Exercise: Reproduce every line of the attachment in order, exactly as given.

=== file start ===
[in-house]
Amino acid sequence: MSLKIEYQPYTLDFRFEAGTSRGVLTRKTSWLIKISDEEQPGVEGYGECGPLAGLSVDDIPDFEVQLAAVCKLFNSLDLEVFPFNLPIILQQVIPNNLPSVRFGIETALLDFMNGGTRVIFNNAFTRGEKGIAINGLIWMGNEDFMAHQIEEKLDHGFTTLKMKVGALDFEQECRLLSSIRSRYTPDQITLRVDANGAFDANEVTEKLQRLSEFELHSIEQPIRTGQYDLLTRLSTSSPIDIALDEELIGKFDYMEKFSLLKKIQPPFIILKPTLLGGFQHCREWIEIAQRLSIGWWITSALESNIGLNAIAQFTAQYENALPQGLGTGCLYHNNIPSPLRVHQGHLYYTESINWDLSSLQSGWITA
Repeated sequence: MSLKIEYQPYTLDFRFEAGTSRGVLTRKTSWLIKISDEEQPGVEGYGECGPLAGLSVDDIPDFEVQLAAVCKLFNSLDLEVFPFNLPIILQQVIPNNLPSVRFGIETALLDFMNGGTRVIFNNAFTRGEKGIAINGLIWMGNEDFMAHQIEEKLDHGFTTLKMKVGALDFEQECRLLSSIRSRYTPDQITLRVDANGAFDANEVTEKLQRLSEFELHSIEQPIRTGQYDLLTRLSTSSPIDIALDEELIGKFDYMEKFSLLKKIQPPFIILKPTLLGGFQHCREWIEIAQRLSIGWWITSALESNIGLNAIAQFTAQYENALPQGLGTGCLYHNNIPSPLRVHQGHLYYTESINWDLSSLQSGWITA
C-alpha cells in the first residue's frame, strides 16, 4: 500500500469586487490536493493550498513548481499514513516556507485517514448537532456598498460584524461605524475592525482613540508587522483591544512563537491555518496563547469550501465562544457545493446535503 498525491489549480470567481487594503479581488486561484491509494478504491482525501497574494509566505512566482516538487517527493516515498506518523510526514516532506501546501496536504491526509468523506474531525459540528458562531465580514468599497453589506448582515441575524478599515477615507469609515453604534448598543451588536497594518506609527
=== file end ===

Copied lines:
[in-house]
Amino acid sequence: MSLKIEYQPYTLDFRFEAGTSRGVLTRKTSWLIKISDEEQPGVEGYGECGPLAGLSVDDIPDFEVQLAAVCKLFNSLDLEVFPFNLPIILQQVIPNNLPSVRFGIETALLDFMNGGTRVIFNNAFTRGEKGIAINGLIWMGNEDFMAHQIEEKLDHGFTTLKMKVGALDFEQECRLLSSIRSRYTPDQITLRVDANGAFDANEVTEKLQRLSEFELHSIEQPIRTGQYDLLTRLSTSSPIDIALDEELIGKFDYMEKFSLLKKIQPPFIILKPTLLGGFQHCREWIEIAQRLSIGWWITSALESNIGLNAIAQFTAQYENALPQGLGTGCLYHNNIPSPLRVHQGHLYYTESINWDLSSLQSGWITA
Repeated sequence: MSLKIEYQPYTLDFRFEAGTSRGVLTRKTSWLIKISDEEQPGVEGYGECGPLAGLSVDDIPDFEVQLAAVCKLFNSLDLEVFPFNLPIILQQVIPNNLPSVRFGIETALLDFMNGGTRVIFNNAFTRGEKGIAINGLIWMGNEDFMAHQIEEKLDHGFTTLKMKVGALDFEQECRLLSSIRSRYTPDQITLRVDANGAFDANEVTEKLQRLSEFELHSIEQPIRTGQYDLLTRLSTSSPIDIALDEELIGKFDYMEKFSLLKKIQPPFIILKPTLLGGFQHCREWIEIAQRLSIGWWITSALESNIGLNAIAQFTAQYENALPQGLGTGCLYHNNIPSPLRVHQGHLYYTESINWDLSSLQSGWITA
C-alpha cells in the first residue's frame, strides 16, 4: 500500500469586487490536493493550498513548481499514513516556507485517514448537532456598498460584524461605524475592525482613540508587522483591544512563537491555518496563547469550501465562544457545493446535503 498525491489549480470567481487594503479581488486561484491509494478504491482525501497574494509566505512566482516538487517527493516515498506518523510526514516532506501546501496536504491526509468523506474531525459540528458562531465580514468599497453589506448582515441575524478599515477615507469609515453604534448598543451588536497594518506609527